Archbishop Chaput's column
Catholic schools and the Christian mission
God renews the world with our actions, not our intentions. What separates real discipleship from surface piety is whether we actually do what we say we believe. Our vocation as Christians is not simply to pass along good morals to our children, or convey a sense of God’s hand in the world. These things are vital, of course, but they don’t exhaust our purpose for being here. Our mission is to bring the world to Jesus Christ, and Jesus Christ to the world. Each of us is a missionary, and our primary task is the conversion of our own hearts and the hearts of others so that someday the whole world will acknowledge Jesus Christ as humanity’s only savior and Lord.
Restoring the heart of Catholic life
I think it proves God’s sense of timing that whenever the world most bitterly criticizes the Church, good men step forward to rekindle her witness. The past decade has been difficult for Catholics from every walk of life, including priests. But it's not the first time in Church history, nor will it be the last, that God has used failure and suffering to restore the heart of Catholic life. That renewal hinges in a special way on our priests. Here in Philadelphia we’re blessed with one of the great seminaries of the United States: St. Charles Borromeo Seminary. The men who study there for the priesthood, and those who teach them, deserve our gratitude for their dedication, joy and unselfishness. They also need our support and prayers for the work of revivifying Catholic life that lies ahead. So it’s a good moment to take stock of our identity as a community of faith.
Looking back and looking ahead
On the Catholic calendar, Christmas continues through the Feast of the Baptism of the Lord, observed this year on Sunday, January 13. In effect, we’re only halfway through the real Christmas season, and if we take the time to pray over the Infancy Narratives in the Gospels of Matthew and Luke, we’ll find plenty of reasons to keep the joy of Christmas alive in our hearts.
Christmas and the reason for our joy
For believers, the Christmas season doesn’t end this week. It begins. So much of modern life at this time of year – its noise, its urgency, its relentless emphasis on shopping and the fatigue that always follows – can seem beyond the control of individuals. These things can easily distract us from the real reason most Americans, even today, celebrate “the holidays,” the birth of Jesus Christ.
Advent, suffering and the promise of joy
Scripture is a love story, the story of God’s love for humanity. But it’s a real story filled with real people. It’s not a fairytale. In Scripture, as in the real world, evil things happen to innocent persons. The wicked seem to thrive. Cruelty and suffering are common. The Psalmist cries out to heaven again and again for justice; Job is crushed by misfortune; Herod murders blameless infants; Jesus is nailed to a cross. God is good, but we human beings are free, and being free, we help fashion the nature of our world with the choices we make.
Advent, a season of hope: Hearing and sharing the message
One of the best ways to experience Advent this year is to join Dr. Tim Gray for the first talk of the Archbishop’s Year of Faith Lecture Series. I’ve known Dr. Gray for many years as one of the finest young biblical scholars in North America – articulate, vividly engaging, and rich in the history and meaning of God’s Word. Scheduled for St. Charles Borromeo Seminary on Thursday evening, December 13, and designed for the general public, Dr. Gray’s theme is “Advent: A Season of Hope.” He’s the right man with the right theme at the right time, and I strongly encourage Catholics across the archdiocese to spend the $5 admission to hear and share his message. We’ve never needed it more.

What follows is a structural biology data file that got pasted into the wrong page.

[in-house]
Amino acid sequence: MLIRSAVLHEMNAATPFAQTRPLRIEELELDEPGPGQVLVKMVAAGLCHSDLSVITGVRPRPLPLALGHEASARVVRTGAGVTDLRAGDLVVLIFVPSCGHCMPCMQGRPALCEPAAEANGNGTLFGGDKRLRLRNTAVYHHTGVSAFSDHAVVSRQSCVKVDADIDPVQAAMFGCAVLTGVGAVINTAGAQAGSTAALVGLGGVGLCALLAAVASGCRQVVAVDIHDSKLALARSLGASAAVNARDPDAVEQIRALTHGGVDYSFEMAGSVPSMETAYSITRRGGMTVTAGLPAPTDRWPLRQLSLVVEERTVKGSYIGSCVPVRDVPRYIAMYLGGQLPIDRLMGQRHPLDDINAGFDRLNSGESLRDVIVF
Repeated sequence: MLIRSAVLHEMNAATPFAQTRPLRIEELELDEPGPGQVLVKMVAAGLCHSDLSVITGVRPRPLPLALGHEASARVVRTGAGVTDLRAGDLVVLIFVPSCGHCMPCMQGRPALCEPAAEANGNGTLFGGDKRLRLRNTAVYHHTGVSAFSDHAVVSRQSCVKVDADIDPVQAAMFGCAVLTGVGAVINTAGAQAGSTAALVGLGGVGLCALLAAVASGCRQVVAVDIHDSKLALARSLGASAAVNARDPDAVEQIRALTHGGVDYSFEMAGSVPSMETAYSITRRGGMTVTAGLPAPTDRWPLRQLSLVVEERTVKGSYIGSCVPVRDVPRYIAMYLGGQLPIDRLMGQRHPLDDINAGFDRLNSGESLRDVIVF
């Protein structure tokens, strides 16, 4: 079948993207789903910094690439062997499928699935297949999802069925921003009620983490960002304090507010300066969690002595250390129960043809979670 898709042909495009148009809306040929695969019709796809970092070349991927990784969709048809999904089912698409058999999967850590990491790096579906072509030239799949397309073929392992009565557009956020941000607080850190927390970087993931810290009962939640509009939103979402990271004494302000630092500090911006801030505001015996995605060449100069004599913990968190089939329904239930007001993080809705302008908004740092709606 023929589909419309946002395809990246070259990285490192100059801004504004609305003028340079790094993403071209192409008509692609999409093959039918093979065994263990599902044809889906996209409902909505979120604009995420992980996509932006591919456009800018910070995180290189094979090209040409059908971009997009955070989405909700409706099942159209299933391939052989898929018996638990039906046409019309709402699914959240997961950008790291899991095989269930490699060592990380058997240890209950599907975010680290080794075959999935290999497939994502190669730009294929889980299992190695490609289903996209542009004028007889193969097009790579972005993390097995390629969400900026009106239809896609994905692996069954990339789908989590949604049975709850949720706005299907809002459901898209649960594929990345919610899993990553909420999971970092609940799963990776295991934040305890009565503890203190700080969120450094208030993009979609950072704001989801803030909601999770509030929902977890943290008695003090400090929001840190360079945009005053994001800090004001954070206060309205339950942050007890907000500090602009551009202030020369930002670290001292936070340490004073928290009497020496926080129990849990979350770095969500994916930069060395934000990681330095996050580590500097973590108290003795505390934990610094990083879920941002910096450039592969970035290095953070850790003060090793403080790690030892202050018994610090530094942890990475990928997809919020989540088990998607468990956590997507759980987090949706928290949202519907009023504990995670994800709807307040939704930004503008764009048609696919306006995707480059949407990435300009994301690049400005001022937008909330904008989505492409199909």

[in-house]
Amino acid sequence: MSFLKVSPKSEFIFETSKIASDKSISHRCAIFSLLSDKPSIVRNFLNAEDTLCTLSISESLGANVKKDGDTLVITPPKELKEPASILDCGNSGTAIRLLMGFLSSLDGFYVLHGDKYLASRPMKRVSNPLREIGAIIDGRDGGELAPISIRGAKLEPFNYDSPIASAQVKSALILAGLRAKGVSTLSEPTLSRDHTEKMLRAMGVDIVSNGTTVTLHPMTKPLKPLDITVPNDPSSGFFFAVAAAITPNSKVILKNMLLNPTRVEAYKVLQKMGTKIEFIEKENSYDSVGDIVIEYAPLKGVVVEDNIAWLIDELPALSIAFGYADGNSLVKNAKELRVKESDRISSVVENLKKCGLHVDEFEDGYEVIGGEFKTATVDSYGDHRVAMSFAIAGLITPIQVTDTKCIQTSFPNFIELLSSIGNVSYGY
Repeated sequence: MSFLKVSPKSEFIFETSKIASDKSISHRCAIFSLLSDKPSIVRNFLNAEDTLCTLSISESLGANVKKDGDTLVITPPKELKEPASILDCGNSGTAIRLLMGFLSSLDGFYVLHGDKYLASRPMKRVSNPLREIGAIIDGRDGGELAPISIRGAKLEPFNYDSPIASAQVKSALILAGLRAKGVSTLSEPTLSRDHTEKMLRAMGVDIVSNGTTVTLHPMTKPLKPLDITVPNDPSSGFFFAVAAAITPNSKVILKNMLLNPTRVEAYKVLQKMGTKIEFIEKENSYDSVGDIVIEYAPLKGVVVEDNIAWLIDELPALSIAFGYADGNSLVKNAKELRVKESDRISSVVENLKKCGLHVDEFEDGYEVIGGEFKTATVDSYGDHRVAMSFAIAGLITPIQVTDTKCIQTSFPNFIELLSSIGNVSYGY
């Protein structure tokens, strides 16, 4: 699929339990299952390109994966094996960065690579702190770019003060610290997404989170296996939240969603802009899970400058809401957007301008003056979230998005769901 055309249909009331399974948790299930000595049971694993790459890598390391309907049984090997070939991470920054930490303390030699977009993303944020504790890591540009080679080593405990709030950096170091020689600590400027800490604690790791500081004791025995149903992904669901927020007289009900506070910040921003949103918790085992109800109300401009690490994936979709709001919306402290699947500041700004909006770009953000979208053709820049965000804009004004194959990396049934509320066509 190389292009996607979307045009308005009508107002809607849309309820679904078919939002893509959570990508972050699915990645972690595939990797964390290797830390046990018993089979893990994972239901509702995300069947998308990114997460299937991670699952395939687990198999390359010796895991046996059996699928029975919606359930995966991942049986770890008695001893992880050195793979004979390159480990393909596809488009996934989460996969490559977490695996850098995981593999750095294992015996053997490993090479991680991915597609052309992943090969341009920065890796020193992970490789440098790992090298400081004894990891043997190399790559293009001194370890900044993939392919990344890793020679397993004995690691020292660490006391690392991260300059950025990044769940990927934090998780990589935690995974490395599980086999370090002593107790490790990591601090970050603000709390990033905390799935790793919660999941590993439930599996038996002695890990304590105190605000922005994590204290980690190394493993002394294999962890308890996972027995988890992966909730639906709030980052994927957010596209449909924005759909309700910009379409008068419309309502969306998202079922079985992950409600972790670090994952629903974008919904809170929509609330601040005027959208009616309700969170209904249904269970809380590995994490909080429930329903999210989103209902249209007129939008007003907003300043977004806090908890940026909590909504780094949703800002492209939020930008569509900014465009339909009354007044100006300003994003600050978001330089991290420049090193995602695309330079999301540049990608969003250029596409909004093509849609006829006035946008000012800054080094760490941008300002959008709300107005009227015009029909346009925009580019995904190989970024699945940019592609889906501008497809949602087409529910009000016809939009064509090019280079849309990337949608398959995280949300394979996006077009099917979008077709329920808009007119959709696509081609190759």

Christian faith and God’s hand in history
In this Year of Faith, and especially as we celebrate the Solemnity of Christ the King (Nov. 25) and the beginning of Advent (Dec. 2), it’s a good time to reflect on the nature of what we believe as Catholics. To be a Christian is to believe in history. I mean that in the way the great Catholic historian, Christopher Dawson, meant it. Dawson wrote: “Christianity, together with the religion of Israel out of which it was born, is a historical religion in a sense to which none of the other world religions can lay claim.”
What a ‘community of believers’ really means
Another election has come and gone, and when the complaining dies down, most of us will go back to our everyday lives without a blink. Politics is important. On some issues, it’s deadly serious. But most of the time, for most people, political passion is viral: It appears and disappears like the flu every campaign season. Hurricane Sandy has come and gone as well. But its human imprint, its extraordinary devastation and suffering, will be with us for a very long time.
‘The only thing that matters is to be a saint’
A friend of mine quipped recently that the real religion of Americans has nothing to do with churches or synagogues. Our “real” religion is politics and the juggling for power it involves. He was being humorous. But as I write these words in late October, and we head into the final days of another, uniquely important, presidential election, his words don’t seem quite so funny.
Public witness and Catholic citizenship
Public witness on issues of public concern is natural for Catholics because we have a commitment to the common good and to the dignity of each human person. Those two pillars — the common good and the dignity of every human person — come right out of Scripture. They underpin all of Catholic social thought. That includes politics. Politics is where the competing moral visions of a society meet and struggle. And since a large majority of American citizens are religious believers, it makes sense for people and communities of faith to bring their faith into the public square.